Spitfire crash 1942

Discussion in 'Aviation' started by HarPingWun, Jun 9, 2012.

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  1. I am wondering if anyone can help me with a rather strange request. In 1942 I was living on a farm in North Wales, having survived a few very close shaves during the 300 German air raids on Mersey side, and not leaving that area until the raids virtually ended in mid-May 1941. Five bombs, not including quite a lot of incenderies and one parachute mine had struck within three hundred yards of our house, and one bomb within thirty yards. I was just short of 14 years old.

    I was watching two Spitfires, possibly from the Queens' Ferry airfield, practising dog-fighting over the Halkyn mountain, when the two aircraft collided head-on. I'd watched real dog-fights before, but never seen anything like this that was happening very close to me. One of the aircraft hurtled down not too far away and smashed into the ground out of sight, but I could see the smoke of the crash and as I had my bike with me cycled towards it. I arrived at the farm where it had crashed about ten minutes later.

    There was only one person there, the farmer who owned the land, and he was just standing inside the field, near the hedge, staring at the wreckage. He didn't say a word to me when I went into the field, but looked very shocked.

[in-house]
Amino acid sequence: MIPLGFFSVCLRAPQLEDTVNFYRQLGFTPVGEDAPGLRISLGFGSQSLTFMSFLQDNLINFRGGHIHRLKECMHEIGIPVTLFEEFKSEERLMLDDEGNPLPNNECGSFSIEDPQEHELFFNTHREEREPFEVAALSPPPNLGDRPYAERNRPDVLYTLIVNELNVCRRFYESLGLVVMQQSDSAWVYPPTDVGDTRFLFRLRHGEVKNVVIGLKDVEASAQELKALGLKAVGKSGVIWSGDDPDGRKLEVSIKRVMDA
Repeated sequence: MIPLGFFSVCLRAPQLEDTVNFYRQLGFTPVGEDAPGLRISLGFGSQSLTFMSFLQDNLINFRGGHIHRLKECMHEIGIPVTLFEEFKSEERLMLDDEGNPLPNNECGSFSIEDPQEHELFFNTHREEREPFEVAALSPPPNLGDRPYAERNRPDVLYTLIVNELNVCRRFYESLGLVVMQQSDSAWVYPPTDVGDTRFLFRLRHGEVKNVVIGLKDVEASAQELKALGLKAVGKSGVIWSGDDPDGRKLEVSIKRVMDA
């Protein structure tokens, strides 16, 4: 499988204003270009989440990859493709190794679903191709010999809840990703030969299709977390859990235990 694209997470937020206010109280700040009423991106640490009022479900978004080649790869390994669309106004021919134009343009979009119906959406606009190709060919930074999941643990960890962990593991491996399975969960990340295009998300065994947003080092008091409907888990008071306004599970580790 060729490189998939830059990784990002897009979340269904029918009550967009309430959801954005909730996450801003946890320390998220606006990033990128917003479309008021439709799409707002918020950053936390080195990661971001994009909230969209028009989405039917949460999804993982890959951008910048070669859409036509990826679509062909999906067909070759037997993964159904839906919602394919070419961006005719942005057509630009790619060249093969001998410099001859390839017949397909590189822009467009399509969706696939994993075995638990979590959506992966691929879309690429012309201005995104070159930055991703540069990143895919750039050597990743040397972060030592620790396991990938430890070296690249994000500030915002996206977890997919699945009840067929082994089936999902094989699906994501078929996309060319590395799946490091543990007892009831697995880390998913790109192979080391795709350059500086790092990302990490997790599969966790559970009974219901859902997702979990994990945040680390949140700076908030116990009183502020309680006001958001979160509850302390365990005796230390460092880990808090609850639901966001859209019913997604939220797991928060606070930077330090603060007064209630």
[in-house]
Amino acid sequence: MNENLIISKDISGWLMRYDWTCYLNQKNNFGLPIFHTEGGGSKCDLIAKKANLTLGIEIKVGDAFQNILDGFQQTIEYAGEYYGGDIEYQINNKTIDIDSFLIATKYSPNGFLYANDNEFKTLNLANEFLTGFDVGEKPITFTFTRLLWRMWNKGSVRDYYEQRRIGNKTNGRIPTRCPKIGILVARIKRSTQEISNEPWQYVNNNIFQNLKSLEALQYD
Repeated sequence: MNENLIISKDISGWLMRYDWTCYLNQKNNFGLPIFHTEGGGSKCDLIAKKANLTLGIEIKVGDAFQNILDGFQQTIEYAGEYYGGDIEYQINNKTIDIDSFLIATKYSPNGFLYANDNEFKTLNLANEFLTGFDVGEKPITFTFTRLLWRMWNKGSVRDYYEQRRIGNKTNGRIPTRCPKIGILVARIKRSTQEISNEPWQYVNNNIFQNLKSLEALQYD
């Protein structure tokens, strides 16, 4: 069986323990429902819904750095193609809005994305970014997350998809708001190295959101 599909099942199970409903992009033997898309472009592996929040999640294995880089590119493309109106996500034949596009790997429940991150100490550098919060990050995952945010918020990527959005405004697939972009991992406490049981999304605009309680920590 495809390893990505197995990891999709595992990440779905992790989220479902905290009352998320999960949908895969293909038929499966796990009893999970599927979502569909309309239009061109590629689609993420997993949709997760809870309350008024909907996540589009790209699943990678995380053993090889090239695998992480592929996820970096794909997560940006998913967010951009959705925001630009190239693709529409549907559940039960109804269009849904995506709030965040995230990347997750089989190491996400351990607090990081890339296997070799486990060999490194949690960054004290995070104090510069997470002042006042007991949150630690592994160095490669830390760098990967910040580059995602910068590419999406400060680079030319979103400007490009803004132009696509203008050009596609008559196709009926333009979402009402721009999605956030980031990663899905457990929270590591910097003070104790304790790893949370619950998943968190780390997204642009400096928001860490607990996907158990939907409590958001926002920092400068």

The engine and the front of the aircraft was buried in a deep hole about a third of the way into the field. It was still smoking and very hot. I had a look around. I'd seen a lot of bomb wreckage and wasn't too disturbed, just very interested.
    There was a lot of ammunition scattered around, and I have to admit collecting a short length of belt with about eight or nine live rounds in it. There was a lot of the aircraft lying around and also the machine-guns in parts of the wings. There was one machine-gun lying free of the wing and under a bit what looked like part of the seat. I lifted the bit of seat, and under it and sticking to it was part of an RAF blue jacket, one of the lower corners, and sewn into it was the white size label and written on this in black ink was, presumably, the owner's name. It was A.Coombes. There was also a somewhat burnt piece of the owner also attached to the cloth. I wasn't sure at first what to do with this, and then decided to take it over to the farmer and give it to him, which I did.

    It was roughly about a little after mid-day, and I knew that my mother would have made dinner for us and that I would be late getting in for it, so I cycled back to the farm where we were living. Obviously, I told my mother about what I had seen, but didn't admit about the live bullets etc. The pilot's name, and the bit of him that I had seen and handled, really didn't begin to bother me at first. It wasn't the first dead body I'd seen, although it was the first bit I had personally handled, and when my mother produced a lunchtime sandwich of a rare wartime variety, a tinned salmon sandwich, I was suddenly very sick!.

    Years later the crash is still very vivid in my mind, and the name of the young, probably trainee, pilot has stuck in my mind. Was he a sergeant or an officer, Spitfire pilots could be either. How old was he? Maybe just three or four years older than me! What was his family, and where did he come from? Had he already fought in the battle of Britain. I have always wondered just who A.Coombes was.